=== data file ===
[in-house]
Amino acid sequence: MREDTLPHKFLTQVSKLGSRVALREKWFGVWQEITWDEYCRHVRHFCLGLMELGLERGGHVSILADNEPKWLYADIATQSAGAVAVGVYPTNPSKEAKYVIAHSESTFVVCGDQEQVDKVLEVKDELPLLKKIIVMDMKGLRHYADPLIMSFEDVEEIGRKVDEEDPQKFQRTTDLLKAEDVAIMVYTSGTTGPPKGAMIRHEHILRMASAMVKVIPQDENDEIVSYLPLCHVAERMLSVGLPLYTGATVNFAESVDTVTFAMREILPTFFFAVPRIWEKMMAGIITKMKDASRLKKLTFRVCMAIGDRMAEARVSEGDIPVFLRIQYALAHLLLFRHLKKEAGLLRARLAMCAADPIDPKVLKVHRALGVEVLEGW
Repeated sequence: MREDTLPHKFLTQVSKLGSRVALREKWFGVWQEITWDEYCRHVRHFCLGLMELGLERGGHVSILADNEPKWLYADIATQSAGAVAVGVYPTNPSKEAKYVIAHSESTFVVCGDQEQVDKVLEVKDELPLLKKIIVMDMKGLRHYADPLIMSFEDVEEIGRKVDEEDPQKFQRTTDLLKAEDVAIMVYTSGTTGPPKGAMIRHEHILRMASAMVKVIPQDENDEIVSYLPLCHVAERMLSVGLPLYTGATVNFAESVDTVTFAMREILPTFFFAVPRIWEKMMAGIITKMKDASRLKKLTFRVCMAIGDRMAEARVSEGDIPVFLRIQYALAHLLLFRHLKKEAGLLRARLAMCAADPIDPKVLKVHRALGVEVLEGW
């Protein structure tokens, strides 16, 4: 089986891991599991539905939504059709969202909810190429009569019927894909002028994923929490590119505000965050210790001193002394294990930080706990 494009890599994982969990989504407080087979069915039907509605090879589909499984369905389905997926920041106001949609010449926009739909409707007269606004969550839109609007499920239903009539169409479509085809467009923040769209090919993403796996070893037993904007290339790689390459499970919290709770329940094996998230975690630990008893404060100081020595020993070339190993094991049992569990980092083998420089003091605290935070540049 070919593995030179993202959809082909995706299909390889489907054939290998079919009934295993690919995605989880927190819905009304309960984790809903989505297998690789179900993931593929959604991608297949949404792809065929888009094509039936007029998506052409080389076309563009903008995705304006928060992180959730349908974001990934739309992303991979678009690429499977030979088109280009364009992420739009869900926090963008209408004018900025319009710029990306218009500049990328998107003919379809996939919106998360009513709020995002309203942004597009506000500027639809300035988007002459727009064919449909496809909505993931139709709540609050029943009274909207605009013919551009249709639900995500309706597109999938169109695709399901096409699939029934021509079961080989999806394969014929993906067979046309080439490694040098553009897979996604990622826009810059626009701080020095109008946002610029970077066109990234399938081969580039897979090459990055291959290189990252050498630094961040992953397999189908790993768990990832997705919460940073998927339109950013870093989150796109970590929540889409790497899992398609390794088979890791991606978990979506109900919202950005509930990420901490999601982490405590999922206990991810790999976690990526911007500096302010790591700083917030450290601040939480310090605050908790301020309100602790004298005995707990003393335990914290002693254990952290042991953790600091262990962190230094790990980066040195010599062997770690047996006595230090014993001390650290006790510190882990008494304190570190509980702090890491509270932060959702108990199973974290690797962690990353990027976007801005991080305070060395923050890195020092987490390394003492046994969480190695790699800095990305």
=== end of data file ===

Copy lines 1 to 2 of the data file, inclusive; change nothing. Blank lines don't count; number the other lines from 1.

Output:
[in-house]
Amino acid sequence: MREDTLPHKFLTQVSKLGSRVALREKWFGVWQEITWDEYCRHVRHFCLGLMELGLERGGHVSILADNEPKWLYADIATQSAGAVAVGVYPTNPSKEAKYVIAHSESTFVVCGDQEQVDKVLEVKDELPLLKKIIVMDMKGLRHYADPLIMSFEDVEEIGRKVDEEDPQKFQRTTDLLKAEDVAIMVYTSGTTGPPKGAMIRHEHILRMASAMVKVIPQDENDEIVSYLPLCHVAERMLSVGLPLYTGATVNFAESVDTVTFAMREILPTFFFAVPRIWEKMMAGIITKMKDASRLKKLTFRVCMAIGDRMAEARVSEGDIPVFLRIQYALAHLLLFRHLKKEAGLLRARLAMCAADPIDPKVLKVHRALGVEVLEGW